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# Perfect Square

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21 May 2011, 05:45
For which value of n below is a perfect square

(2^8)+(2^11)+(2^n)
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21 May 2011, 06:28
2^8(1 + 2^3) + 2^n

= 2^8 * (9 + (2)^n-8)

= 9 + (2)^n-8 = 25 then its a perfect square

=> (2)^n-8 = 16

=> (2)^n-8 = 2^4

=> n = 12
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21 May 2011, 06:29
subhashghosh wrote:
2^8(1 + 2^3) + 2^n

= 2^8 * (9 + (2)^n-8)

= 9 + (2)^n-8 = 25 then its a perfect square

=> (2)^n-8 = 16

=> (2)^n-8 = 2^4

=> n = 12

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21 May 2011, 06:55
@subhashghosh can you please explain me this part?

subhashghosh wrote:
= 2^8 * (9 + (2)^n-8)

= 9 + (2)^n-8 = 25 then its a perfect square

Thanks.
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21 May 2011, 07:02
hussi9 wrote:
For which value of n below is a perfect square

(2^8)+(2^11)+(2^n)

(2^8)+(2^11)+(2^n)

=(2^(4*2))+(2. 2^4 .2^6 )+(2^n)

To complete the square n ==12 i.e 6*2

(2^2)^2 + +(2. 2^4 .2^6 ) + (2^6)^2
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21 May 2011, 08:23

2^8[1+2^3+ 2^(n-8)] means

9+2^(n-8) = perfect square meaning 2^(n-8) = perfect square

16,64 are possible values.

n=12 fits.
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21 May 2011, 08:32

2^8 * (9 + (2)^n-8) is a product of 2^8 (perfect square) and (9 + (2)^n-8)

So we want (9 + (2)^n-8) to be a perfect square.

Now 2^any number is even while 9 is odd

So we want 9 + even # to be a perfect square, and that will be and odd #.

So check for instance 9 + powers of two which can be a perfect square.

After a few calculations by checking powers of 2 in increasing order, you can see that 2^4 = 16, and 16 + 9 = 25, a perfect square.

Please let me know if you have any other query.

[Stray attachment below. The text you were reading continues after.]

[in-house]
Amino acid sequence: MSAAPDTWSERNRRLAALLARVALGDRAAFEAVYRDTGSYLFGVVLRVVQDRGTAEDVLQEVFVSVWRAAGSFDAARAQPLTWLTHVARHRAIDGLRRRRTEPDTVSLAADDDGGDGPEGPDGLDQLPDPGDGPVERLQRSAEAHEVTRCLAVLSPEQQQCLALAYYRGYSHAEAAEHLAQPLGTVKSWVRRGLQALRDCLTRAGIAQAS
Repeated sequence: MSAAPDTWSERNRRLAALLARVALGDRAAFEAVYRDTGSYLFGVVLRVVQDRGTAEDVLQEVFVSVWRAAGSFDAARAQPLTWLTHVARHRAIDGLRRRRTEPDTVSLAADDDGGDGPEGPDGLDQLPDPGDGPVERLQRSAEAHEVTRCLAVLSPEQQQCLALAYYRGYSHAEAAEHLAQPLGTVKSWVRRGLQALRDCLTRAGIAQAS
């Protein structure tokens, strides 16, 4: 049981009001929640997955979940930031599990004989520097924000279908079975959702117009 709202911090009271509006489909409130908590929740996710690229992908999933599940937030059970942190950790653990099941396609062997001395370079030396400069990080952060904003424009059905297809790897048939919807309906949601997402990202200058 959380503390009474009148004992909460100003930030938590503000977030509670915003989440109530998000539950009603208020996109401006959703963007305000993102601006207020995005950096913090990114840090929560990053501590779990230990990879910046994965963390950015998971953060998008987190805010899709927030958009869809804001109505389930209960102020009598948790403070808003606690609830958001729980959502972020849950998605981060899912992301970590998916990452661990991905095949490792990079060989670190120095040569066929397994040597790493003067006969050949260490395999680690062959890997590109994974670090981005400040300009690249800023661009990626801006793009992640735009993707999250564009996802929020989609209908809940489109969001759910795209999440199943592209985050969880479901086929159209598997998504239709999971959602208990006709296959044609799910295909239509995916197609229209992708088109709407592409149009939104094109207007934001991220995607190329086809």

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21 May 2011, 09:24
@subhash got it thanks.
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21 May 2011, 09:39
(2^8)+(2^11)+(2^n)

must be equal to (a+b)^2 form

=>(2^8)+(2^11)+(2^n) = a^2 + b^2 + 2ab

2^11 looks like a 2ab form . if we consider 2^8 = a^2 => a = 2^4

=> b must be 2^11 / (2*2^4) => b = 6

also n = 2b = 12
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21 May 2011, 14:39
$$2^8+2^11+2^n$$

taking 2^8 common we have

(2^8)(1+2^3+2^(n-8))
= (2^8)(9+2^(n-8))

we know that 2^8 is a perfect square .

so 9+2^(n-8) has to be perfect square

minimum power of 2 that can be added to 9 to make it a perfect square is 4.( 9+16 = 25)

=> n -8 =4

Hence n=12.

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18 Aug 2012, 02:30
subhashghosh wrote:
2^8(1 + 2^3) + 2^n

= 2^8 * (9 + (2)^n-8)

= 9 + (2)^n-8 = 25 then its a perfect square

=> (2)^n-8 = 16

=> (2)^n-8 = 2^4

=> n = 12

just a small query, we are assuming that 2^n > 2^8 , which enables us to take 2^8 as a common factor
and we get 2^8 ( 2^ n-8 )

but what if 2^n = 4 then n = 2 in which case we cannot take 2^8 as a common factor .

any thoughts as to how we can easily assume 2^n > 2^8 ?
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18 Aug 2012, 03:22
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hussi9 wrote:
For which value of n below is a perfect square

(2^8)+(2^11)+(2^n)

Use the formula for $$(a+b)^2=a^2+2ab+b^2.$$
Since $$2^8+2^{11}=(2^4)^2+2*2^4*2^6$$, we need an extra term, that of $$(2^6)^2=2^{12}$$ to complete the expression to a perfect square, $$(2^4+2^6)^2.$$

So, $$n$$ should be $$12$$.
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18 Aug 2012, 18:51
EvaJager wrote:
hussi9 wrote:
For which value of n below is a perfect square

(2^8)+(2^11)+(2^n)

Use the formula for $$(a+b)^2=a^2+2ab+b^2.$$
Since $$2^8+2^{11}=(2^4)^2+2*2^4*2^6$$, we need an extra term, that of $$(2^6)^2=2^{12}$$ to complete the expression to a perfect square, $$(2^4+2^6)^2.$$

So, $$n$$ should be $$12$$.

Thank you eva I think this approach is more justified, like it better
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10 Sep 2012, 15:11
gurpreetsingh wrote:
(2^8)+(2^11)+(2^n)

must be equal to (a+b)^2 form

=>(2^8)+(2^11)+(2^n) = a^2 + b^2 + 2ab

2^11 looks like a 2ab form . if we consider 2^8 = a^2 => a = 2^4

=> b must be 2^11 / (2*2^4) => b = 6

also n = 2b = 12

Your approach is absolutely right, except some ambiguity. Let me correct it.

Where from did you get n=2b ? Also, b is not equal to 6. Correct expression is $$b=2^6$$

As $$2^n = b^2$$
So, $$2^n= (2^6)^2=2^{12}$$
Therefore, n=12
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Re: Perfect Square   [#permalink] 10 Sep 2012, 15:11
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